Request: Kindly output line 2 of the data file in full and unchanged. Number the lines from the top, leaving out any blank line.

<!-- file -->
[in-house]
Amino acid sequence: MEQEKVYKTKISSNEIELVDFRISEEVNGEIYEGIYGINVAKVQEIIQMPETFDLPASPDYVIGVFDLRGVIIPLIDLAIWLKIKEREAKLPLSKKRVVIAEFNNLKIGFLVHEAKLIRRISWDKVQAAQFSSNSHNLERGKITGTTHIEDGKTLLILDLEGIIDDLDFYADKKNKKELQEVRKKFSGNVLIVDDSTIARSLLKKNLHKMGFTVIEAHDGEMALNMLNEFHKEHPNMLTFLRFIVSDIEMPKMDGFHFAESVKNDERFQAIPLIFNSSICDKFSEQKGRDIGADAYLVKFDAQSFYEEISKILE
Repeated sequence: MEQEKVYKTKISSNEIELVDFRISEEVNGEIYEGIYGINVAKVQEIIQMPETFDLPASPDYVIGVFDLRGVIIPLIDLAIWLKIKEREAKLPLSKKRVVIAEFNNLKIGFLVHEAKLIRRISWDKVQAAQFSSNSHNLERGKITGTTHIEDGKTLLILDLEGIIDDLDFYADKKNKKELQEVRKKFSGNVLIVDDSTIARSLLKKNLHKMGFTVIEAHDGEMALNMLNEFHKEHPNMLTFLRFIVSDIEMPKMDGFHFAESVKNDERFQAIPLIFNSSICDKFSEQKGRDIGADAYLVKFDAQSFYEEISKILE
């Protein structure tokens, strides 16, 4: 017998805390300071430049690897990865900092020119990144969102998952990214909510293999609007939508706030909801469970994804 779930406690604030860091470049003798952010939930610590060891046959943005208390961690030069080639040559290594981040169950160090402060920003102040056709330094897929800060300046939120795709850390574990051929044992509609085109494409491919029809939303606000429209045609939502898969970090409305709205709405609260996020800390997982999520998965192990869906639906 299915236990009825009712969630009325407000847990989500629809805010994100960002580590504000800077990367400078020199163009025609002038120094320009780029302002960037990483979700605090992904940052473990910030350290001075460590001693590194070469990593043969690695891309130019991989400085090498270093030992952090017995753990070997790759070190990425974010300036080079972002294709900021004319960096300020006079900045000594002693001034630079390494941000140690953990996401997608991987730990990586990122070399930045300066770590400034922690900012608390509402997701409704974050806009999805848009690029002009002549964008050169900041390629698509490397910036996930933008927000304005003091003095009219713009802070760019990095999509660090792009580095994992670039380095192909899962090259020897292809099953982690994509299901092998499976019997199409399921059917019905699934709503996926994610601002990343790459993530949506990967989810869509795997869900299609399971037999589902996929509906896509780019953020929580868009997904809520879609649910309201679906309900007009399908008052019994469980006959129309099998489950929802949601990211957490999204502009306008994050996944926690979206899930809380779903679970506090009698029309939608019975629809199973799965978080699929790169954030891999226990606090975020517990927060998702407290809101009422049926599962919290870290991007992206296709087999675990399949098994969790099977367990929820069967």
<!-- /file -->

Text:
Amino acid sequence: MEQEKVYKTKISSNEIELVDFRISEEVNGEIYEGIYGINVAKVQEIIQMPETFDLPASPDYVIGVFDLRGVIIPLIDLAIWLKIKEREAKLPLSKKRVVIAEFNNLKIGFLVHEAKLIRRISWDKVQAAQFSSNSHNLERGKITGTTHIEDGKTLLILDLEGIIDDLDFYADKKNKKELQEVRKKFSGNVLIVDDSTIARSLLKKNLHKMGFTVIEAHDGEMALNMLNEFHKEHPNMLTFLRFIVSDIEMPKMDGFHFAESVKNDERFQAIPLIFNSSICDKFSEQKGRDIGADAYLVKFDAQSFYEEISKILE